Thursday, August 16, 2012
I've wanted to make resin jewelry for years, and this past week I finally got down to trying.
After my first two batches of experiments, I can now proudly say I've had one or two successes, three flat-out failures, and a few not-too-horrible learning experiences.
Let's start with my one true success, so my ego can bear the rest.
I started with broken bits of jewelry:
I super-glued these bits together quite precariously:
Dropped them in the mold with some mixed resin:
Waited 24 hours, flexed the tray, popped out the pendant, and squealed and jumped around like a little girl:
Resin is a dream to drill through - like buttah! - so I didn't really *need* to use my new Dremel drill press, but I've been waiting for just this excuse to give it a test spin:
Once the pin hole was drilled, I attached a silver bail, strung it on a spare chain, and rushed out into the 95 degree heat to take some photos in the sunlight:
Now to balance things out, let's take a look at my three failures, and what went wrong with each:
All three were ruined on two counts, the first of which being that I must have mixed my resin with just slightly off proportions, because all three never hardened completely. They're rubbery, and you can bend them almost in half with your fingers. The annoying thing was this was my second batch of resin, and the first cured perfectly. I did everything exactly the same, so I'm not sure how I got my proportions off - but then, I was mixing such small amounts it'd only take a tiny discrepancy either way to get it wrong.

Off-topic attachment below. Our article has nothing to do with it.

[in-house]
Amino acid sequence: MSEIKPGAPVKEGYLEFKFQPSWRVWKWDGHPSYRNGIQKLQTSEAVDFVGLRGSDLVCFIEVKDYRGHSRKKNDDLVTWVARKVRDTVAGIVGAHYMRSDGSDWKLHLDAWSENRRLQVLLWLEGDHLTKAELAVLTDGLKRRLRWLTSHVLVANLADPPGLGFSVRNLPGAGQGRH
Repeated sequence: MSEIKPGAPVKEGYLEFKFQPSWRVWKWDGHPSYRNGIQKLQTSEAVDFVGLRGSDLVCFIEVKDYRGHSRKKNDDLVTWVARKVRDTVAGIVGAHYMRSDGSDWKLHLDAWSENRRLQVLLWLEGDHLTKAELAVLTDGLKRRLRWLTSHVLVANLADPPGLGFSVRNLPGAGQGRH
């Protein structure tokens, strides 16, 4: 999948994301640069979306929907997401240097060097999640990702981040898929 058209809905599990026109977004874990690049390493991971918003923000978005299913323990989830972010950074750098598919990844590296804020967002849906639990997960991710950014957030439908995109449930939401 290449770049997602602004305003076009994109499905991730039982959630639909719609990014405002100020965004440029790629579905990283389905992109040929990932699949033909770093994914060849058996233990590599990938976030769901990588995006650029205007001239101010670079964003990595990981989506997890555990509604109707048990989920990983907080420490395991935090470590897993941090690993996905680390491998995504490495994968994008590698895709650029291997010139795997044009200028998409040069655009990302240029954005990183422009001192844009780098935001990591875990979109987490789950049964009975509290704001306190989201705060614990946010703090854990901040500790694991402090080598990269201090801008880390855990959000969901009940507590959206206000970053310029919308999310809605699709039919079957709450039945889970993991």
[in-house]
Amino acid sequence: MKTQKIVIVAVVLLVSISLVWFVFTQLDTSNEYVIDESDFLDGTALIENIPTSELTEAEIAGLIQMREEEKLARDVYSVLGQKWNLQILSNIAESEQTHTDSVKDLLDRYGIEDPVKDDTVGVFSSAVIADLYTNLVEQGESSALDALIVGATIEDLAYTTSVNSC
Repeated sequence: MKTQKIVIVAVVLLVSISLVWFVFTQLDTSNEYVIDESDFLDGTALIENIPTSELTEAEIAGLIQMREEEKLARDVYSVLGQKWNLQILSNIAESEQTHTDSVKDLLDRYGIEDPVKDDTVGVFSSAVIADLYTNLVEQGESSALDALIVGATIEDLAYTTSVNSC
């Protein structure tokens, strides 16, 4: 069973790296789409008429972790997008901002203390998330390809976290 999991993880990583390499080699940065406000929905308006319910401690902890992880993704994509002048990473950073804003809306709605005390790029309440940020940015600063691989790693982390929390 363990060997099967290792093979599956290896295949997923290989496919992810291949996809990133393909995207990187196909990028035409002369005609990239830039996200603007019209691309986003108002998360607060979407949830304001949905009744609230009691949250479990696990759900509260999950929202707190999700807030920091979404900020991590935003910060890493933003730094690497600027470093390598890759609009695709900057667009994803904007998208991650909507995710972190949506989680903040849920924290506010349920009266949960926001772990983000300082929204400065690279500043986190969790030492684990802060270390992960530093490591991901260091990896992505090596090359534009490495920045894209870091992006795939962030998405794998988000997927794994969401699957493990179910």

Even if the resin had cured correctly, though, each has additional fatal flaws. Here's what I learned:
Considering how much I adore crystals and was looking forward to dumping them in every resin piece I make, this was a major bummer for me.
LESSON LEARNED: Loose crystals and resin do not mix. (Dang it.)
Btw, I think the crystals in my first pendant still sparkle because their backs and sides are in a metal setting, with only the fronts of the crystals exposed to the resin. But that's just a theory.
In a similar fashion, the plastic green crystal button also looks melted in the resin - but again, it's not; just obscured. You can still kind of see the large facets. The button also kept bobbing up and poking through the back of the resin, forcing me to push down one side or another every hour for several hours, but even after it started to harden it STILL managed to cure at a wonky angle. Grrr.
LESSON LEARNED: Light stuff floats in resin. A LOT.
My largest pendant was the closest to being a success, in that at least all the elements inside look great together in the resin:
The problem is that all the elements shifted and floated and bobbed around, and since I couldn't see past the bird charm from above, I had no idea my large gear had floated directly in front of its face. Boops.
The bird charm is actually paper card stock, so it, too, wanted to bob to the surface and shift position constantly, forcing me to push it back down into the resin, causing all the other bits - my gears & wire coils - to shift as well. It also caused more bubbles each time I pushed it down, which was a pain.